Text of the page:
Shaping up

shapingup2Shaping up

Dr Dennis Hurwitz describes his combination body lift for men, to treat gynaecomastia and tighten the skin, using a boomerang correction, J torsoplasty, abdominoplasty and oblique extensions

Most men like to think of themselves as muscular­—they have large upper body skeletons with broad, superficial muscles that are best exposed by the surrounding skin tightness and adherences.

To reveal these muscles, we can get skin tightness by excising horizontally and vertically with oblique excisions of the excess skin, or criss-crossing. There will be a generalised tensional closure which is best treated—although not exclusively—by the total body lift.  The procedure will maximise the natural adherences to the skin, depending on how well-developed the muscles are.

Once they’ve had this treatment, many men start working out and weightlifting again, because they can see the change.  While I do see some bodybuilders who compete, most of these men don’t want to be stronger, they want to look stronger.

We tend to be female-focused surgeons and technicians. However, when we’re treating men, we have to think differently—we don’t want to leave an inframammary fold and we want to reduce the hip adiposity.

Body lift

A total body lift targets all areas we want to treat, involving a boomerang gynaecomastia correction which is extended by a J torsoplasty.  We want to obliterate the inframammary fold that can lie well below the adherences of the pectoralis muscle.

We can then perform an abdominoplasty with high central tension, using oblique excisions of the flanks—not transverse low ones, as they don’t tend to work as well as we’d like. We can get a great transformation, particularly if the men continue to work out following surgery.

The ideal male chest has nipples in the proper position which moves with muscular contracture. The nipple lies just above the adherences of the pectoralis muscle, and this is where it should be positioned. There are subtle skin adherences, not deep markations like the inframammary fold, which results from breast tissue.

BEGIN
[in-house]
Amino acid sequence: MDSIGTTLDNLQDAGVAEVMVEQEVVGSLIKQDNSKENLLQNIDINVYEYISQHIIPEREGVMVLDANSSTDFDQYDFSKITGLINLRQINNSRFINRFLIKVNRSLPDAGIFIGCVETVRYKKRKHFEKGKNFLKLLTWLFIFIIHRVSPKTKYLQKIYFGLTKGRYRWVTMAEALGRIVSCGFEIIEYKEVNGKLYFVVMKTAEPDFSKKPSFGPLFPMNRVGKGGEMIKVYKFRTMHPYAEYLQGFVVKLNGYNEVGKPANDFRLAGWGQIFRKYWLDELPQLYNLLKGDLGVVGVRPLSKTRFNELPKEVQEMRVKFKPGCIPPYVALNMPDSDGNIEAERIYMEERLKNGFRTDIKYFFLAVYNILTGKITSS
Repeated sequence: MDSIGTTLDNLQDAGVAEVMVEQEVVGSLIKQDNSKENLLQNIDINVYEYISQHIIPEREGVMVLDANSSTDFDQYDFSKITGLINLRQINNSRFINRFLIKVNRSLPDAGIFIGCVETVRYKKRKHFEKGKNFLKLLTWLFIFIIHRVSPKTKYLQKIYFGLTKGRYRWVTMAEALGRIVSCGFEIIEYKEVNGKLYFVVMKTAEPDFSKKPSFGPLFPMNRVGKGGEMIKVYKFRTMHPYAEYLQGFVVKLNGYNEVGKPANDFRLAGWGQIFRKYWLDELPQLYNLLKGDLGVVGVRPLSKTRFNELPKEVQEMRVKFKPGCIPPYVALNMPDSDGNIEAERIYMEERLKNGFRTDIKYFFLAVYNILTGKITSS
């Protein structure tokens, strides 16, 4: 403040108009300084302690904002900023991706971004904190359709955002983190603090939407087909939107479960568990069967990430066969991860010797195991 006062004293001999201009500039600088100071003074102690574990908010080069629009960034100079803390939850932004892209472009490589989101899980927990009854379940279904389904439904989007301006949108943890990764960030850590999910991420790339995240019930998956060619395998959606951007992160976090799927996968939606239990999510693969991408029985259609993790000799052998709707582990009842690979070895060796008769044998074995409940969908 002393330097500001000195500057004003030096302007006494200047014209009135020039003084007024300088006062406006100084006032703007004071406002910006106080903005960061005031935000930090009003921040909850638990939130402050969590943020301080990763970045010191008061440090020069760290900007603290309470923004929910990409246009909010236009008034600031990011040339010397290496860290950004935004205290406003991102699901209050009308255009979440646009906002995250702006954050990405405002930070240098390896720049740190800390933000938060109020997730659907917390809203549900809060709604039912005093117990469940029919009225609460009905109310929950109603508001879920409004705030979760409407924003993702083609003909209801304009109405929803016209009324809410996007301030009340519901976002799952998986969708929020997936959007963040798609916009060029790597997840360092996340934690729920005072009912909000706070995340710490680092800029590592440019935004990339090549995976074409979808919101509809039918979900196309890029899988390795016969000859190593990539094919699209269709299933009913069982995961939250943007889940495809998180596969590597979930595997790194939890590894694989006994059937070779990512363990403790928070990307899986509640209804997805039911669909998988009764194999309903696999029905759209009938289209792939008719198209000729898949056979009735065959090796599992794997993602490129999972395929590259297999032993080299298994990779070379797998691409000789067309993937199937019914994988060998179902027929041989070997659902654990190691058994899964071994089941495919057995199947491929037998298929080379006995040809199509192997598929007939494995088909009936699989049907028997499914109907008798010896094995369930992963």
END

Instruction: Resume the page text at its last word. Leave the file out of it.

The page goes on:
Focusing on the upper body, there is a vertical and transverse excess in gynaecomastia. In weight loss patients, gynaecomastia doesn’t tend to be particularly severe—it’s worse than it looks and is actually quite loose.  Conceptually, we should excise ellipses in each direction.  But a more favourable approach is an oblique direction. An even better technique uses double opposing oblique excisions, criss-crossing over the nipple areola complex.

One patient I treated almost ten years ago received the double ellipsis extending across—it resembles a boomerang as it hugs over the nipple areola complex. The complex breaks the scar, so there isn’t one long scar across the body, creating a visual break.

On some patients, I start the operation with a lower body lift. The upper body lift is far enough away to get a tight excision closure from the scapulas across to the hips. But not too tight—that’s our job as plastic surgeons, to figure that out.

We can perform some liposuction of the base of the pedicle to remove the inframammary fold.  Ultrasound-assisted liposuction can remove the excess tissue. If there is a failure, it’s related to not getting enough fat.